A barber by trade, Jordan was also a Prince Hall Mason, a deacon in his church, an educator, and a local leader, who took up photography in 1943 to fill a social need he recognized. Over the years, he chronicled the everyday world of black East Texas, especially civic events and social rituals that were integral to the daily life of the people he served.

Was this kind of photography of a town’s life common in that era?

Like many small-town photographers, Alonzo Jordan fulfilled various roles in his community. Across the nation photographs of this kind have been proudly displayed for decades in people’s homes, local churches, businesses, civic buildings, and schools because they document groups and individuals who are held in high esteem. Frequently, the photographer is not identified or credited because the emphasis is upon the family, social and professional groups, and the recognition of the community infrastructure.

Are these photographs art or journalism? Is Jordan an artist?

“Jasper, Texas” challenges existing formalistic approaches to the study of vernacular photography and considers Jordan’s distinguished career as a “community photographer,” who actively documented the world in which he lived and worked. Jordan’s photographs have become part of the larger public memory of Jasper. The aesthetics of these images is secondary to their content. At a time when racism and discrimination undermined the fundamental rights and aspirations of African Americans, Jordan countered the degrading images that were insidious in advertising, newspapers, and magazines. The photographs presented here are an expression of history and pride, testaments not only to experiences shared and talked about, but to beliefs and values that are at the core of local cultural traditions during the Civil Rights era.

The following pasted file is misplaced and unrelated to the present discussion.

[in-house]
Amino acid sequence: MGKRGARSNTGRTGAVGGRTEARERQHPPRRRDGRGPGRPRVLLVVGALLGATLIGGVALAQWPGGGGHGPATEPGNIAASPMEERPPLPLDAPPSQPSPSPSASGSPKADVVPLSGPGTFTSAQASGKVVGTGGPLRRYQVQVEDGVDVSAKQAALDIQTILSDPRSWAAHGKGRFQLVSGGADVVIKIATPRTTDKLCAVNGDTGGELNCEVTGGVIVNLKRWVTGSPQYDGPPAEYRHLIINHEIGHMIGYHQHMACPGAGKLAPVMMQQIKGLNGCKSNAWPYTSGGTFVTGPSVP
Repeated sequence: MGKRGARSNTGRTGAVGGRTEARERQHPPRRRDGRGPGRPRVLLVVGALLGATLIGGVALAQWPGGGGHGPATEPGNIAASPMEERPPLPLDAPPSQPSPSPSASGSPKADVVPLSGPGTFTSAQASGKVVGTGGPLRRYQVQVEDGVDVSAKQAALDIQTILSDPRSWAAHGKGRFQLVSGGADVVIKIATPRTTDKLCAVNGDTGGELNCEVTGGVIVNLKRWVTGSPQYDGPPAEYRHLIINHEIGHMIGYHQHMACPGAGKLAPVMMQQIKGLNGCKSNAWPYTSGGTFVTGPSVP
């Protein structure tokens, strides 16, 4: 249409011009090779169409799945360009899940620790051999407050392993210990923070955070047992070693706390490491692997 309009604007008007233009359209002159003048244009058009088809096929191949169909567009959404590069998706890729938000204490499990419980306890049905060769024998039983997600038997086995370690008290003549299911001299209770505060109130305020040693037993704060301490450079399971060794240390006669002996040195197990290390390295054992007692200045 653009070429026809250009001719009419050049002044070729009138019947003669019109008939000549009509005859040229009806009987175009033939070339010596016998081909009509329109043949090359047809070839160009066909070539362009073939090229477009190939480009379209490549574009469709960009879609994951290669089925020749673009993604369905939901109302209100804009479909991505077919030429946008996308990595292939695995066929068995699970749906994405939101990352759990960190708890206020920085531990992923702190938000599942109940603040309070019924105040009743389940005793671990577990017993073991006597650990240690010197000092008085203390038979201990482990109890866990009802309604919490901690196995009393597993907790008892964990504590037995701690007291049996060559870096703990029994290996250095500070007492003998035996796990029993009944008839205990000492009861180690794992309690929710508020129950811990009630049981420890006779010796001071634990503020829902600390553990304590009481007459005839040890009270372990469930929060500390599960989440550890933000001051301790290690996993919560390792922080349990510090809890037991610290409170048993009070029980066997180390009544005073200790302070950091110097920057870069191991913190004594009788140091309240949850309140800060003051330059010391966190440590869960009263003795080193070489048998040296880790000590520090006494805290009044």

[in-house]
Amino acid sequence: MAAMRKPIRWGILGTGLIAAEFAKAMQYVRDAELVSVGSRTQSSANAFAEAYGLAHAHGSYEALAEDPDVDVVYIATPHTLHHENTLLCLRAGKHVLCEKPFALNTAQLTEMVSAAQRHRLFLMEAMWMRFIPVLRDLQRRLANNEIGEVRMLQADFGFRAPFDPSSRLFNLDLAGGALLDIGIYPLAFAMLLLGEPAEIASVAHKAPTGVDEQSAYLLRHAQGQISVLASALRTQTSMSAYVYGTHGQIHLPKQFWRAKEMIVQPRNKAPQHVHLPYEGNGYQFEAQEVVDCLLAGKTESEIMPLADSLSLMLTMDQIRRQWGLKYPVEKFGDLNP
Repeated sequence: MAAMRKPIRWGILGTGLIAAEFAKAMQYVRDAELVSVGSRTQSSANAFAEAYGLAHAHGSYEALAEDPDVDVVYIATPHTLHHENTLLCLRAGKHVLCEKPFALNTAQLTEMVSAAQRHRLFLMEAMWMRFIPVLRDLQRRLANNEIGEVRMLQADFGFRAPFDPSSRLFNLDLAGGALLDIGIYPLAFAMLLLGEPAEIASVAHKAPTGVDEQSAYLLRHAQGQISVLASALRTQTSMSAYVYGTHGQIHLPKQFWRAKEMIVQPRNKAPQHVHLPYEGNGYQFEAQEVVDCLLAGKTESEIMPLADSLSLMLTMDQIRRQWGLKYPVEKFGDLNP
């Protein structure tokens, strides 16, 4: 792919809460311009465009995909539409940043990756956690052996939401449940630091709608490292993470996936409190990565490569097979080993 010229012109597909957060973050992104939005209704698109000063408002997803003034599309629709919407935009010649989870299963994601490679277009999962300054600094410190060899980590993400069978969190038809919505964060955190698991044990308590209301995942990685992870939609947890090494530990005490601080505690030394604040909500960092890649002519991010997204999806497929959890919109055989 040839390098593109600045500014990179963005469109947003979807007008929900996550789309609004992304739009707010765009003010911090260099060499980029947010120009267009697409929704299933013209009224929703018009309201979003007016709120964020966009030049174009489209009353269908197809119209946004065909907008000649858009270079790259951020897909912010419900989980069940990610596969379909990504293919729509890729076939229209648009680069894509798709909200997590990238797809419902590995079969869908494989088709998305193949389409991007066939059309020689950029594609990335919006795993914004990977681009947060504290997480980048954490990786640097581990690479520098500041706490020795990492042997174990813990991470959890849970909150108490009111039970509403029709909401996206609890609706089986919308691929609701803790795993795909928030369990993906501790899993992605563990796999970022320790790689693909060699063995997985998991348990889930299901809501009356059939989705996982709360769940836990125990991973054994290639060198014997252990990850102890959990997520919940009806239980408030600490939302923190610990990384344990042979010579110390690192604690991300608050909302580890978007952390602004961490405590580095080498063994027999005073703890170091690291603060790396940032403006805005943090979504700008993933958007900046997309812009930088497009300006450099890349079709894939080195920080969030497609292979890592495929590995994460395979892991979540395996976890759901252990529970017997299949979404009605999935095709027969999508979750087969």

How do you reconcile the pleasant life we see depicted in these photos with the reality of “separate but equal”—as well as with the 1998 murder of James Byrd, Jr.?

How we perceive and understand the photography of Alonzo Jordan, more than 25 years after his death, is inevitably affected by the magnitude of the James Byrd hate crime that traumatized the African American community in Jasper. While Jordan’s photographs offer a distinct counterpoint to the media coverage that inundated Jasper during the period between the murder and the last trial, they nonetheless raise difficult questions about how one views photographic images retrospectively.

In looking at Jordan’s photographs, we want to search for answers or clues about the underlying racial tensions in Jasper, but there may be none. Perhaps the absence of photographic evidence, given the history of racial violence in the region, is in its own way revealing. The photograph in this context has a different purpose. Jordan’s photographs were an affirmation of the fundamental traditions, values, and beliefs of the community in which they were made. As Jasper resident Oletha Woods explained, “Segregationally speaking, it was kind of bitter in Jasper, but how you responded is what made the difference. You can make things better or you can make things worse, and I try to think positive about everything. Mr. Jordan wanted to help make things better.”

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TMN editor Nozlee Samadzadeh is the internet’s only “Nozlee.” She grew up in Oklahoma, loves airports even when they’re miserable, and cooks dinner from scratch every day. More by Nozlee Samadzadeh